A Dub in Cork, like.

A Dub in Cork, like.

Cork

 

Growing up in Swords, I never expected to live anywhere else. I wasn’t a full Dub in the eyes of my peers. A Father from Wexford and a Mother from Cahirsiveen in deepest South Kerry meant I was often defending my born and raised Dubness. I was told I had a country accent when I was at home, and a Dublin accent when I was holidaying in Kerry. Of course, I didn’t realise it at the time, but that early banter prepared me very well for a complete change of venue later on.

 

Banter runs through a lot of my memories of the first 23 years of my life which were all spent living in Dublin. Working in The Star Pub in Swords for years probably exposed me to this more than most. There was always a joke to be heard or a well delivered one liner. Good humoured ribbing was the norm. This didn’t cover up the clear fact that those involved looked out for each other. Swords was a great place to grow up.

 

I had always been aware that Cork existed. Family visits to both Cork and Kerry were the highlight of every summer. But I never imagined I would live there. That all changed in 2004 when the opportunity to work at Cork Airport arose. It made sense for many reasons and I quickly moved from the Capital to what I was soon to learn was the Real Capital.

 

Moving to Cork and starting afresh was a bigger thing to do in hindsight than it was at the time. Youth has a way of making huge decisions seem easy. I haven’t regretted it once. It’s true what they say of themselves with such humility, Cork is Great. Maybe not at the Football, but certainly as a place to live and raise a family.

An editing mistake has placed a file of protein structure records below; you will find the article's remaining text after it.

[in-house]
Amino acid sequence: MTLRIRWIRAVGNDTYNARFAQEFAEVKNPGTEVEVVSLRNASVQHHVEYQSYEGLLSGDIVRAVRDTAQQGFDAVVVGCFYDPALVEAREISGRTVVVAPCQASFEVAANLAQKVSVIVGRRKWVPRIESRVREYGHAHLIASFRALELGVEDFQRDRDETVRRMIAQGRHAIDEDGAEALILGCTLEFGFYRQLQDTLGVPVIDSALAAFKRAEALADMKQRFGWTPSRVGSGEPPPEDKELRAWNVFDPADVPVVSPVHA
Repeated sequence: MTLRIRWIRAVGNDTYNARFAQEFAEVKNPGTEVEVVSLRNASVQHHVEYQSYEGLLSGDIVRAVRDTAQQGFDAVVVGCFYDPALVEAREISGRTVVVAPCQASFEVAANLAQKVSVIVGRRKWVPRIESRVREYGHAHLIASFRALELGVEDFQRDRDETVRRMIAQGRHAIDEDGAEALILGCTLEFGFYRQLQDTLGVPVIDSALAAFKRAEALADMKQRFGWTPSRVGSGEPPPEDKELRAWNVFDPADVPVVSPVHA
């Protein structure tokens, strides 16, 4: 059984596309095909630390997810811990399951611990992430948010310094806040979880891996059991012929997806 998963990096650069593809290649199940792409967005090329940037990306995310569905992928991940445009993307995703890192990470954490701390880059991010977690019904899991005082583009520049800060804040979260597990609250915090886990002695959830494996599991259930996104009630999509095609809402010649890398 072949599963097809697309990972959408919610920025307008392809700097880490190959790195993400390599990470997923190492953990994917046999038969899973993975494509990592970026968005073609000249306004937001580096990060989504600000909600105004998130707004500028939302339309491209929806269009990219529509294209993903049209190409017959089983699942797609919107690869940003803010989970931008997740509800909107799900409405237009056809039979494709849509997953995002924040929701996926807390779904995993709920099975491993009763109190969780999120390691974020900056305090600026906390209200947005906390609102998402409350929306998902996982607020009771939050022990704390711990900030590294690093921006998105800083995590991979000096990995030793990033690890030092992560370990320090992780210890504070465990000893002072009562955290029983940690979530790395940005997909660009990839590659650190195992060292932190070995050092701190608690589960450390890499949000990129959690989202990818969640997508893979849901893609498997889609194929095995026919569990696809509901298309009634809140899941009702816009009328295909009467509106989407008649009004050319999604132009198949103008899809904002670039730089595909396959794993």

The craic is a bit different here but it’s no less enjoyable. There’s the guy nicknamed ‘Cool B’ because his Dad is from Coolea. There’s the wide practice of people telling you that they’ll do something that you ask and in fact they mean the exact opposite. That one took me a while, ‘I will, yeah’ actually means they definitely won’t. I’ve thanked far too many people for telling me they won’t do something.

 

Then of course there are those rare times when you’ve done something pretty well and everyone tells you that they doubt you. No real context, just widespread ‘Dowcha Boy’. Turns out that doesn’t mean they doubt you at all, it means well done. Who knew? Far better than being called a ‘Gowl’, which is every bit as bad as it sounds.

 

I thought I was well prepared. I had seen ‘War of the Buttons’. I knew what a ‘langer’ was. ‘Langer’ is only the tip of the iceberg. It’s not just humour. They’re extremely brave too. The males of Cork often refer to their partners as ‘Oul Dolls’. This doesn’t seem to cause them to be ‘out with’ their partner either. That’s one custom I haven’t tried just yet. Maybe next year, when there’s no lockdown and I can run.

 

Sixteen years and three children later and I’m well and truly settled. I’m at peace with being a parent of Cork people. I’m hoping they’ll go to U.C.C. Shur isn’t it every bit as good as anything they have in Dublin? In fact, there isn’t much that we don’t have here in Cork.

 

When asked where I’m from now, I say Cork. Home is where the heart is, and my heart is here. Except for the GAA, those early days in Croker stick with me and there’s a bit of blue that will forever remain. And as they will tell you openly, don’t the footballers always let you down anyway?

 

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